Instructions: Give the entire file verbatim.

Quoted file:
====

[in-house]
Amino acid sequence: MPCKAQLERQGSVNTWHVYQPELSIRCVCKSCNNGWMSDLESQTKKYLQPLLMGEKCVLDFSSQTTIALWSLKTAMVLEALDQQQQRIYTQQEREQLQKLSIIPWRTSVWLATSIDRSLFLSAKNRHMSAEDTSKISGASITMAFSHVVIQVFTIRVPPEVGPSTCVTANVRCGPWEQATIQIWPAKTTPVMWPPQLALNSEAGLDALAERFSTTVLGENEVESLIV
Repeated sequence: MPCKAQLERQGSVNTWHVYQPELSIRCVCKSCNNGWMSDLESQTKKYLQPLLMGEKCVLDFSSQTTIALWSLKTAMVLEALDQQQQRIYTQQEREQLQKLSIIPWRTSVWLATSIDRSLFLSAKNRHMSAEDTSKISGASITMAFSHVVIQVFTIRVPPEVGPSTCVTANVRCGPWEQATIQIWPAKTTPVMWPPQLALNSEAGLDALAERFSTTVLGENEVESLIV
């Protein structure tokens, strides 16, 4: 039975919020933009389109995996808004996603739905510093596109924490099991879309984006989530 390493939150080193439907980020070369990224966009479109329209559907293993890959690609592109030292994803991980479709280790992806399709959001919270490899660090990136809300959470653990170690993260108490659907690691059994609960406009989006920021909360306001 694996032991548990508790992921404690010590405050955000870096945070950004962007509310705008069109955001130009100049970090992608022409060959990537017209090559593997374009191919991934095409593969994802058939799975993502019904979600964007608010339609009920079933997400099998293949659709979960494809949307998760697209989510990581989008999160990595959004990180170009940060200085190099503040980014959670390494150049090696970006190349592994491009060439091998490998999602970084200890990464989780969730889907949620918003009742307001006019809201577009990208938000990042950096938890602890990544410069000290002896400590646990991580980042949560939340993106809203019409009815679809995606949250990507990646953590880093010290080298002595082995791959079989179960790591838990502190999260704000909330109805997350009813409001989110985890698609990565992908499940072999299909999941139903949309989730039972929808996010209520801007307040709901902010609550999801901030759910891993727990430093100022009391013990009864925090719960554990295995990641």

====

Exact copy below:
[in-house]
Amino acid sequence: MPCKAQLERQGSVNTWHVYQPELSIRCVCKSCNNGWMSDLESQTKKYLQPLLMGEKCVLDFSSQTTIALWSLKTAMVLEALDQQQQRIYTQQEREQLQKLSIIPWRTSVWLATSIDRSLFLSAKNRHMSAEDTSKISGASITMAFSHVVIQVFTIRVPPEVGPSTCVTANVRCGPWEQATIQIWPAKTTPVMWPPQLALNSEAGLDALAERFSTTVLGENEVESLIV
Repeated sequence: MPCKAQLERQGSVNTWHVYQPELSIRCVCKSCNNGWMSDLESQTKKYLQPLLMGEKCVLDFSSQTTIALWSLKTAMVLEALDQQQQRIYTQQEREQLQKLSIIPWRTSVWLATSIDRSLFLSAKNRHMSAEDTSKISGASITMAFSHVVIQVFTIRVPPEVGPSTCVTANVRCGPWEQATIQIWPAKTTPVMWPPQLALNSEAGLDALAERFSTTVLGENEVESLIV
């Protein structure tokens, strides 16, 4: 039975919020933009389109995996808004996603739905510093596109924490099991879309984006989530 390493939150080193439907980020070369990224966009479109329209559907293993890959690609592109030292994803991980479709280790992806399709959001919270490899660090990136809300959470653990170690993260108490659907690691059994609960406009989006920021909360306001 694996032991548990508790992921404690010590405050955000870096945070950004962007509310705008069109955001130009100049970090992608022409060959990537017209090559593997374009191919991934095409593969994802058939799975993502019904979600964007608010339609009920079933997400099998293949659709979960494809949307998760697209989510990581989008999160990595959004990180170009940060200085190099503040980014959670390494150049090696970006190349592994491009060439091998490998999602970084200890990464989780969730889907949620918003009742307001006019809201577009990208938000990042950096938890602890990544410069000290002896400590646990991580980042949560939340993106809203019409009815679809995606949250990507990646953590880093010290080298002595082995791959079989179960790591838990502190999260704000909330109805997350009813409001989110985890698609990565992908499940072999299909999941139903949309989730039972929808996010209520801007307040709901902010609550999801901030759910891993727990430093100022009391013990009864925090719960554990295995990641």